Justice and reconciliation can come at high costs
By Benjamin Duerr
Reconciliation programmes, courts and truth commissions increase societal healing of post-conflict communities, the first study on reconciliation after a civil war shows. However, while the society as a whole is better off, confronting the past worsens depression and trauma of individuals who testify.
After the end of civil wars, many countries have set up truth and reconciliation commissions courts, tribunals, and justice programmes with the intention to rebuild societies and promote forgiveness and stability.
Ten years after the civil war in Sierra Leone ended, a group of international scientists looked at the effects the reconciliation programmes had in the West African country. Before this study, no one knew whether they reached their intended goals, says the study's co-author, Jacobus Cilliers of Georgetown University.
The team conducted interviews with nearly 2,500 persons in 200 villages. At the time of the interviews, 100 villages were taking part in the reconciliation programme of an NGO. The other villages, as a control group, were not.
The researchers recorded each person’s attitude toward their former combatants, their mental health and the strength of their social ties 9 and 31 months after the programme.
Justice Hub spoke to Cilliers after the study was published in May in “Science.”
Q: What were your main findings?
The study shows both positive and negative results. The positive finding is that forgiveness increased, even towards direct perpetrators. Social networks became stronger in the course of the programme, and there is now more interaction and trust in the communities.
This has a big downside, though. The negative finding is that on an individual level, victims are worse off. The prevalence of post-traumatic stress disorder was 38 percent higher in villages that participated in the reconciliation programme.
Q: To what extent are these findings applicable to other countries or situations?
Of course, every post-conflict situation is different and programmes have different focuses. In Rwanda, for example, the Gacaca courts [after the 1994 genocide] had a strong punitive element while the [post-Apartheid] Truth and Reconciliation Commission in South Africa focused more on forgiveness.
However, all programs have the truth-telling element as a shared component. In this process of talking about the events, people are confronted with war times experiences. Therefore, we would suspect similar results in other situations.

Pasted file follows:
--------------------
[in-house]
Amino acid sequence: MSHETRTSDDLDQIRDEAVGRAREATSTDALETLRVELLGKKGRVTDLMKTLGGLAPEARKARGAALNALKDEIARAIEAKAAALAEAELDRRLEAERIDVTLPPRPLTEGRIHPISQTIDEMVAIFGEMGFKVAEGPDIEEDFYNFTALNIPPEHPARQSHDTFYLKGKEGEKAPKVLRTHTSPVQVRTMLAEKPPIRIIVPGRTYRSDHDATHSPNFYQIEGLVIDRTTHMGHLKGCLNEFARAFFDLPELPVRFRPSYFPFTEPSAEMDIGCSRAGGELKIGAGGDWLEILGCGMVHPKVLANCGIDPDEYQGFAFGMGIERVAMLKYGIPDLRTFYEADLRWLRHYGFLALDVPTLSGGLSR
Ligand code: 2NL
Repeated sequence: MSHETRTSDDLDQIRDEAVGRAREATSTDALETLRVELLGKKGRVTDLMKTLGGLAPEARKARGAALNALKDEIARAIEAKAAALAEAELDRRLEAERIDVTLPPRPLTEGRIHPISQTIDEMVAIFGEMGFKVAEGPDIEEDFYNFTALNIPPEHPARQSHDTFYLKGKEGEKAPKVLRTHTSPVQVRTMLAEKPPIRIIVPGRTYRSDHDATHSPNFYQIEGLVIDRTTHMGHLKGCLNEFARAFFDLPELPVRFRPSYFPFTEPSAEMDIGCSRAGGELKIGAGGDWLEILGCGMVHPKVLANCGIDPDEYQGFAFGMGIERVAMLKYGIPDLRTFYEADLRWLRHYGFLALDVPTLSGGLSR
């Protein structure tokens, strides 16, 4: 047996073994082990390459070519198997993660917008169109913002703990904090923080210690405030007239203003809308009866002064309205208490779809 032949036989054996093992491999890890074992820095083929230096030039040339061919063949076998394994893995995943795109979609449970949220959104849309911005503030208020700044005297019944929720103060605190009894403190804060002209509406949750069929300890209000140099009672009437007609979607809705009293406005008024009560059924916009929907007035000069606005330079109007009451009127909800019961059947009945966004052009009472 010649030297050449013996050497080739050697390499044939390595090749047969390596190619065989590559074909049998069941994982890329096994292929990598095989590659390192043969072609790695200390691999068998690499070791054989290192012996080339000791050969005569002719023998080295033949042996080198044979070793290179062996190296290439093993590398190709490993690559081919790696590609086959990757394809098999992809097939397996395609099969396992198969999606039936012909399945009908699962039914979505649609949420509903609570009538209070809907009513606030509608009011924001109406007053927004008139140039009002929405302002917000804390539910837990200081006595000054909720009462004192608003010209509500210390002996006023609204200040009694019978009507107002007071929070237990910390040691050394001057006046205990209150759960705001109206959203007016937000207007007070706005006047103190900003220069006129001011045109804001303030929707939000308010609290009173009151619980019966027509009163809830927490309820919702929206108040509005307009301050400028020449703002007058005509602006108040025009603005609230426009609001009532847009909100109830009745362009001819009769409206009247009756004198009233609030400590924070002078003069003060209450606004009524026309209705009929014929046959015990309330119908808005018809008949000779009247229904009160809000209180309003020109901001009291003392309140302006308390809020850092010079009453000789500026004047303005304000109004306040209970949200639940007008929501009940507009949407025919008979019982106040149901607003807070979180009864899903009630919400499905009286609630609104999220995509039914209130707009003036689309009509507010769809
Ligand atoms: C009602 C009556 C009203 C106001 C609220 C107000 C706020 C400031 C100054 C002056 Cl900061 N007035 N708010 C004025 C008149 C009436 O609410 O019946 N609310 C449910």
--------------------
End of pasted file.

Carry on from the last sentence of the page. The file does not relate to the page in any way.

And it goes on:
Q: Critics say the research is based on surveys only and does not include, for example, medical examinations.
We developed a list of detailed questions. We asked, for example: how often do you think of the events and the perpetrators of the crimes? The methods we used have been applied by psychiatrists across the globe.
Q: What can policy makers, courts and truth commissions learn?
The results highlight the risk of re-traumatisation of people who are testifying about their war-time experiences. Future design of reconciliation programmes need to incorporate complimentary components that also address the psychological well-being of those who are participating in these programmes.
According to the psychology of PTSD, people are automatically re-living their past trauma. To reduce PTSD, survivors need to confront their past, but on a regular basis in a safe space until the sense of fear and anxiety subsides and they are once again in control of their memories and emotions.
For example, regular therapy sessions in small groups where people get used to talk about their experiences seem to have a positive impact. This could be particularly useful in resource-constrained post-conflict societies.
It's hard to weigh up the positive effects for the community and the negative impact on the individual level. We still believe that forgiveness is an important goal to achieve, but it's important to realise that it comes at costs.
Lead image: Children in Sierra Leone (Photo: Finbarr O'Reilly/Reuters)